It is likely that Sen. Wyden sent the letter to the FDA in reaction to recent assertions by agency officials during its recent public hearing and in a detailed statement following the hearing. As we wrote in an earlier alert, based on the remarks and pointed questions during the public hearing on cannabis about the need for more data, it appears unlikely that the FDA would expedite the process for determining a regulatory scheme for CBD products.
Given the number of high-profile congressional supporters for expanding the availability of hemp-derived CBD products, it is likely that congressional pressure on the FDA to expedite the issuance of CBD regulations will only intensify. Additional congressional pressure could be in the form of additional letters to the agency, and the convening of hearings featuring testimony of FDA officials before key committees.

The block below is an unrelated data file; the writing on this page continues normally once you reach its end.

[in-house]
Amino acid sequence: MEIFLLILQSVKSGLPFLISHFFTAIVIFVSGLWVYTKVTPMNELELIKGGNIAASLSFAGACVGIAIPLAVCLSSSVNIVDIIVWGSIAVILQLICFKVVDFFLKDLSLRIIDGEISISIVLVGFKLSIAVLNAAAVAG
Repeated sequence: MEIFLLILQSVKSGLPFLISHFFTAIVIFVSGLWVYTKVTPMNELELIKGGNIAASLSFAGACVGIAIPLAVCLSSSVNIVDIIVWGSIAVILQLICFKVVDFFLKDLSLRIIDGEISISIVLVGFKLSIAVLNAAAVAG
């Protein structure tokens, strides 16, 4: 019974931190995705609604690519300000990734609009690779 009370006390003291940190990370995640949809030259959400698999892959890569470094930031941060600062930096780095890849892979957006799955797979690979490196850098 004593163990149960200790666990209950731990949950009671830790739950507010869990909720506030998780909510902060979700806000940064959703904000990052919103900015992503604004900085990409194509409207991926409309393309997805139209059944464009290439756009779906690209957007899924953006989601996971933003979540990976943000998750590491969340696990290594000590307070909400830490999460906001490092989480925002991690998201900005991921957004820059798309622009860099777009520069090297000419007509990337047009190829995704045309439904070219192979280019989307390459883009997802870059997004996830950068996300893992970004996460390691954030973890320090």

Foreign Drug Inspection Program: House Energy and Commerce Committee Leaders Request GAO Review
A bipartisan group of House Energy and Commerce Committee leaders recently sent a letter to the Government Accountability Office (GAO) requesting a review of the FDA foreign drug inspection program. The committee leaders sent the letter following a series of recent recalls of contaminated blood pressure medications that were manufactured in China and India.
According to a committee press release, the letter was signed by Chairman Frank Pallone, Jr. (D-NJ), Ranking Member Greg Walden (R-OR), Health Subcommittee Ranking Member Michael Burgess, M.D. (R-TX), Oversight and Investigations Subcommittee Chair Diana DeGette (D-CO), and Oversight and Investigations Ranking Member Brett Guthrie (R-KY).